strokestrokestrokestroke
 
The
Real Zombie Survival Guide
By
Tim Sunderman
-
Illustration by Monstersinsuits
--
 
Vhcle Magazine Issue 14, Life
life design music photography home us film art fashion global notes archive books
             terms & conditions               about us               contact us               search archive               write for us    terms%20%26%20conditions.htmlus.htmlcontact%20us.htmlarchive.htmleditorial%20information.htmlshapeimage_19_link_0shapeimage_19_link_1shapeimage_19_link_2shapeimage_19_link_3shapeimage_19_link_4
Tim Sunderman is a graphic designer in the San Francisco bay area who does most of his art without a computer, using traditional techniques in drawing, painting, photography, calligraphy, and even sculpture. He is a graduate of the Academy of Art in San Francisco. He eschews speaking of himself in the third person, as he is here, but doesn't mind too much for shameless self-promotion.
 
Read other articles by Tim Sunderman
Visit Tim’s website: www.timsunderman.com
 
--
 
Illustration by: Monstersinsuits / Instagram: @monstersinsuits
/  life
You can be reckless and free. It’s not like you are going to die. But you may also become moody for no reason. You may become very aggressive, lashing out, and not knowing the reasons why. You will likely have a burning insatiable hunger in your stomach that seeks only living human brain matter to briefly allay its torment. You may become depressed or anxious. Many zombies might find it helpful to join a support group. You might find that you are not the only one struggling with these changes.
 
Aside from emotions, there are other more down-to-earth choices that will require some attention. In life, you might have enjoyed the benefits of fastidious personal hygiene and a certain freshness of countenance. But, as a zombie, modesty must prevail. Do not – I repeat – DO NOT shower. Do not brush your hair or teeth. You will be much more delicate. You do not want to dissolve large sloughs of flesh or pull out large patches of hair. You must try to always be aware that you will not be growing any new cells. You may need to limit your presentation to your clothing.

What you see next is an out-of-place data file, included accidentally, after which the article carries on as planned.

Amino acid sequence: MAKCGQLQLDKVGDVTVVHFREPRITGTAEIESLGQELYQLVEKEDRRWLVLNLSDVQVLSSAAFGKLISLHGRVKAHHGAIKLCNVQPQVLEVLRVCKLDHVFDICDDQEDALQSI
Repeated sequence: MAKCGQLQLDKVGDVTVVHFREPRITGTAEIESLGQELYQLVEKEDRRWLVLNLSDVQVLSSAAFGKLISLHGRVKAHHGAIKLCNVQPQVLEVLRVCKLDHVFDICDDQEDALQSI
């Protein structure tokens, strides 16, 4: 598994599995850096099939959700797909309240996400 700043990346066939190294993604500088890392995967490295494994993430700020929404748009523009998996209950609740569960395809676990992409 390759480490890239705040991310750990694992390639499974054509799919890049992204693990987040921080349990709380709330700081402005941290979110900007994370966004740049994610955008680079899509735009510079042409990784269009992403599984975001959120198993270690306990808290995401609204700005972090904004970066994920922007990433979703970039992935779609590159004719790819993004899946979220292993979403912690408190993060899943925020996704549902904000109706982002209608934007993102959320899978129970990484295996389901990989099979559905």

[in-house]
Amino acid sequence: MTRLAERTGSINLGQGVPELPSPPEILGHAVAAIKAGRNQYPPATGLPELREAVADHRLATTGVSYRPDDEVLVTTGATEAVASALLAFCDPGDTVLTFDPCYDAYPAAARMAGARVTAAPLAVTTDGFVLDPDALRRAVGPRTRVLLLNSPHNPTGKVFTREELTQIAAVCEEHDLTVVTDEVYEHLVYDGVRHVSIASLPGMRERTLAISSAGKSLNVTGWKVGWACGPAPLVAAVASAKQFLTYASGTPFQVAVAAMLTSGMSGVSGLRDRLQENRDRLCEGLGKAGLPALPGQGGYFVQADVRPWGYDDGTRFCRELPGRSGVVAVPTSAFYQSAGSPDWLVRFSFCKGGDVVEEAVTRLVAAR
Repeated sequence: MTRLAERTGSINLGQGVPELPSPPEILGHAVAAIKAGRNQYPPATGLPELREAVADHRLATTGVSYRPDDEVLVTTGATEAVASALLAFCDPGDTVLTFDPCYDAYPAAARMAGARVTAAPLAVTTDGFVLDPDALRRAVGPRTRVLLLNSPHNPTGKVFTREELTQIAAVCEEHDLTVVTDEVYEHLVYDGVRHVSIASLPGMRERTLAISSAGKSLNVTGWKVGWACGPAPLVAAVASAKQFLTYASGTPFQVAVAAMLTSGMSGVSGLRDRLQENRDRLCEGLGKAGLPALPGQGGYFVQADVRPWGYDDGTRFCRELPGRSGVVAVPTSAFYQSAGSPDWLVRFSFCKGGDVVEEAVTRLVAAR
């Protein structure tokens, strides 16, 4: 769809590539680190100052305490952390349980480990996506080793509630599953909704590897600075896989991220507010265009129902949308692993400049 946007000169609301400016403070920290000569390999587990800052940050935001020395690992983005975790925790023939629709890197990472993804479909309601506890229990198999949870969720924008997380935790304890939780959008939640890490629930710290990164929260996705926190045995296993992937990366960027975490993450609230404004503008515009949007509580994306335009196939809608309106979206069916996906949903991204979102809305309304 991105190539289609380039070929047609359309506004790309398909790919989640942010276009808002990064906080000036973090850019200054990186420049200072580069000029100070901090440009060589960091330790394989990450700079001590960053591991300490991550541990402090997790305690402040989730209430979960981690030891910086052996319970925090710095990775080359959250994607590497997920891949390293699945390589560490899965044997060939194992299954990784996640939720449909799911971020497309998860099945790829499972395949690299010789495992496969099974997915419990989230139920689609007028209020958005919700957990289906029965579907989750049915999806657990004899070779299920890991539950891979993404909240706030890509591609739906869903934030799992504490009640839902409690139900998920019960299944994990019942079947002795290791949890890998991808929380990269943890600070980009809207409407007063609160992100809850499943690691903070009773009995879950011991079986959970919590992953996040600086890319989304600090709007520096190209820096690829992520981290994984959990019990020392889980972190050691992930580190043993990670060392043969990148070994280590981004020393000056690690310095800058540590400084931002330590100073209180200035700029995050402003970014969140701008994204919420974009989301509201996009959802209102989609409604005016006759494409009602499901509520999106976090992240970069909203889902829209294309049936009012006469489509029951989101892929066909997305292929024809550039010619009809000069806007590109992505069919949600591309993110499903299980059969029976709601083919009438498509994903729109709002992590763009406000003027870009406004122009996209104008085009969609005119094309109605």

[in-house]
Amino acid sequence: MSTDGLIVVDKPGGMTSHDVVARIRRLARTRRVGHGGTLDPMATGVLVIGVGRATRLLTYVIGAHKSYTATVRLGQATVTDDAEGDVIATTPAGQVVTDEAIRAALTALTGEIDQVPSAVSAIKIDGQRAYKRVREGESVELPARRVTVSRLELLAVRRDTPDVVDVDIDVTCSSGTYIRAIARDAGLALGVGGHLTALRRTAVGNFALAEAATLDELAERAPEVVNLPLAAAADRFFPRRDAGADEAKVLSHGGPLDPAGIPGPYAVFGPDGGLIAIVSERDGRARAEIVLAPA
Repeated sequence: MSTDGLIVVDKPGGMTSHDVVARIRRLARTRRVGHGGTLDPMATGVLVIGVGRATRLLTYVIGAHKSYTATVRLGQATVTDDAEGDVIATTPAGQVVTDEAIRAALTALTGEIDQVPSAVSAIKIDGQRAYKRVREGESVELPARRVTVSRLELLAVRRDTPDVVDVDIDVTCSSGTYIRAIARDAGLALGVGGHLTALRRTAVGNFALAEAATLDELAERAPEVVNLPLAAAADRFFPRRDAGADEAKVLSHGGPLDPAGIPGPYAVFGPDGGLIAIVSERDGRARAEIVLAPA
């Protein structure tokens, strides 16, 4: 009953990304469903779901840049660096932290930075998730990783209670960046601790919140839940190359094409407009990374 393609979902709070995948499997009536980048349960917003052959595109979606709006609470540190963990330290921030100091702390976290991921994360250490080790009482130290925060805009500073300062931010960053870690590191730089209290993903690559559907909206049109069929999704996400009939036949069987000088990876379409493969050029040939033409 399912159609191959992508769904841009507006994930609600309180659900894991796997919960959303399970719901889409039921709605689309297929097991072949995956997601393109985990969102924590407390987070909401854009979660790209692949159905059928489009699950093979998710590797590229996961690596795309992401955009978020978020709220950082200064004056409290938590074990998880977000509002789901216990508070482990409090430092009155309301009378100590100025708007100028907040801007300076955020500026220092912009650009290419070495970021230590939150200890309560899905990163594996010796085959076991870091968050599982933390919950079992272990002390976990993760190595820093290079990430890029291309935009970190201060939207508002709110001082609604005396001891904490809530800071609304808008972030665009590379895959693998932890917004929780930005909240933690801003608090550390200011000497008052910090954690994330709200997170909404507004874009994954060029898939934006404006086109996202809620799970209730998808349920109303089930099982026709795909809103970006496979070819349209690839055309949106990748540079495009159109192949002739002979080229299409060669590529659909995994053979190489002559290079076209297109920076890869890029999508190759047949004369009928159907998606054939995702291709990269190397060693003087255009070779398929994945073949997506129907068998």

You may find your smell to be utterly repulsive, but do not try to mask it over with scented oils or colognes. Nobody wants to smell fetid necrotic tissue mixed with the smell of strawberry perfume, especially other zombies, with their heightened sense of smell. Don’t be embarrassed. Your new friends will be as malodorous as you.
 
Another challenge in adapting to your new zombie unlife will be finding food, and lots of it. You will have to adapt to a very narrow diet. Only living human flesh will suffice. Brains are great, but entrails will still do the trick. Obviously, you can’t eat dead people. You're not a vulture, for God’s sake. Nor will you want to eat other animals. It causes intense debilitating headaches and nausea beyond any discomfort you have known. It’s time to leave the critters alone.
 
So, where do you go to strap on the human feedbag? To the mall, of course. That’s where you will find every dim-witted, unimaginative, plodding, cow-like human who, because they have seen one zombie movie, think they know something no one else knows – that they will be safe at the mall. Everyone will be there. Talk about low hanging fruit. It will be a feast. They won’t be the cleverest of people, so that should help level the playing field a bit. Let’s face it – as a zombie, the old synapses won’t be firing as quickly as they used to. Tactics and cunning won’t be your strength, nor coordination and heroics. Rely on your sheer numbers to overwhelm the living. Walk shoulder to shoulder with your ilk in the dignity of the common man, who, by the misfortune of history, happen to be undead.